P.S. Remember not to mix this book up with TikTok sensation, The Seven Husbands of Evelyn Hugo, by Taylor Jenkins Reid.
4. "Murder in the Crooked House" by Soji Shimada
If you liked the sound of The Honjin Murders, here’s another Honkaku mystery for you — ‘Honkaku’ being this subgenre of clever, deduction-reliant Japanese murder mysteries, where the crime often occurs in a locked room. Shimada’s novel is set in the 16-room home of Kozaburo Hamamoto, on a cliff in a remote part of northern Japan. Hamamoto invites some guests over for a party in this maze of staircases, unusual passages, and somewhat frightening decor, but once the celebrations are over, someone’s found dead in a locked room. It’s up to Kiyoshi Mitarai to solve this crime, but you can solve it alongside him, too: all the clues are right there.
5. "Cover Her Face" by P.D. James
In the first book of the Adam Dalgliesh series, Cover Her Face, a murder takes place in an English country house. The victim is Sally Jupp, the parlor maid, who had just announced her engagement to the Maxie family’s son. It’s up to taciturn poet and Scotland Yard detective Adam Dalgliesh to bring Sally’s secrets to light and identify her killer. Though some of the later installments of the series take place in more exciting circumstances (the second book, for example, sees a murder take place in a psychiatric clinic), Cover Her Face is a good place to begin getting acquainted with P.D. James’ work.
6. "The Decagon House Murders" by Yukito Ayatsuji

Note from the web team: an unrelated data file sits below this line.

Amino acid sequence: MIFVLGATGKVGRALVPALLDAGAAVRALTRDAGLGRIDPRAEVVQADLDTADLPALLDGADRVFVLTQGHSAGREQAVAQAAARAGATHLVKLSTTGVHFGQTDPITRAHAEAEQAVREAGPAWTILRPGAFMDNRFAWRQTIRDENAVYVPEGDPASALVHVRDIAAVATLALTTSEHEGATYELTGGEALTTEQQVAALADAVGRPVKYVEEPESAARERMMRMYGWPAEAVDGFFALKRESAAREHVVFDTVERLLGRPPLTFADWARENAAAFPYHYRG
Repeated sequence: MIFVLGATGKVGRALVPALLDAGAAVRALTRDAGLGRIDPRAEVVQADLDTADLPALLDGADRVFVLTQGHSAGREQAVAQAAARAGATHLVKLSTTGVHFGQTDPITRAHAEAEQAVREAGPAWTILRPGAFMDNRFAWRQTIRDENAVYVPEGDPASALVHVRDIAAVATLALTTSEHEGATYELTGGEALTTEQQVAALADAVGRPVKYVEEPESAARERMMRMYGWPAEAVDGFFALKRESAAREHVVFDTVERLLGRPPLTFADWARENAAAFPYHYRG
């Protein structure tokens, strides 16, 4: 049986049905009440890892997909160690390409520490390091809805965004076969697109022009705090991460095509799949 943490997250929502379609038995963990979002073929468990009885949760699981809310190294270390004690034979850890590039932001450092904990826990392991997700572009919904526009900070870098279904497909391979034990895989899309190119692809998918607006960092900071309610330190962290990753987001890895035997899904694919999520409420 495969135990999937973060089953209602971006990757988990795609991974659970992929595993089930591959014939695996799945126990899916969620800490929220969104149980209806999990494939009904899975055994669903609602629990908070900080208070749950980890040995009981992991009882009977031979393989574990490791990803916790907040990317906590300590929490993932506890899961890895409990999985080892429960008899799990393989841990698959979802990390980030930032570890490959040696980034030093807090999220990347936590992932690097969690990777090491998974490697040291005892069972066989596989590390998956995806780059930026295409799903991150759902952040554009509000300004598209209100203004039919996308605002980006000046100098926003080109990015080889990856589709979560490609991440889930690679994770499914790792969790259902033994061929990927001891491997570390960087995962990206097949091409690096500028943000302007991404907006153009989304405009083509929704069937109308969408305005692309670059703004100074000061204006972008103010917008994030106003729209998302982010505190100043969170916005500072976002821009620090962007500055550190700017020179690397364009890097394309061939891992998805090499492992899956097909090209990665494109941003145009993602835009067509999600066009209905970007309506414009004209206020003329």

Ready for another Honkaku mystery? This one pays direct homage to Agatha Christie’s And Then There Were None. Picture a group of keen university students, all fans of murder mysteries and members of K-University’s Mystery Club. For their annual trip, the group decides to visit a remote island known to be the site of a famous multiple murder. Let’s just say it doesn’t go very well, because of course the students themselves begin to die off, while their remaining peers attempt to solve the case. As with other Honkaku mysteries, the clues are there, fairly accessible for the reader to try and put together. Can you do it?
7. "The Word is Murder" by Anthony Horowitz
The Word is Murder opens with a woman walking into a funeral home to arrange her own funeral, only to be found dead later the same day. Private investigator Daniel Hawthorne smells murder, and enlists none other than the real author himself, Anthony Horowitz, to document his investigation. Lauded as ‘one of the most entertaining mysteries of the year’ by The Wall Street Journal, this meta-mystery’s intriguing premise will draw you right in.
If there’s one takeaway from this list, it’s to never go to parties on remote islands or countryside mansions. It never ends well. But if you must, remember to bring one or all of these books for some vivid mood setting, entertainment, or any sleuthing you end up having to do.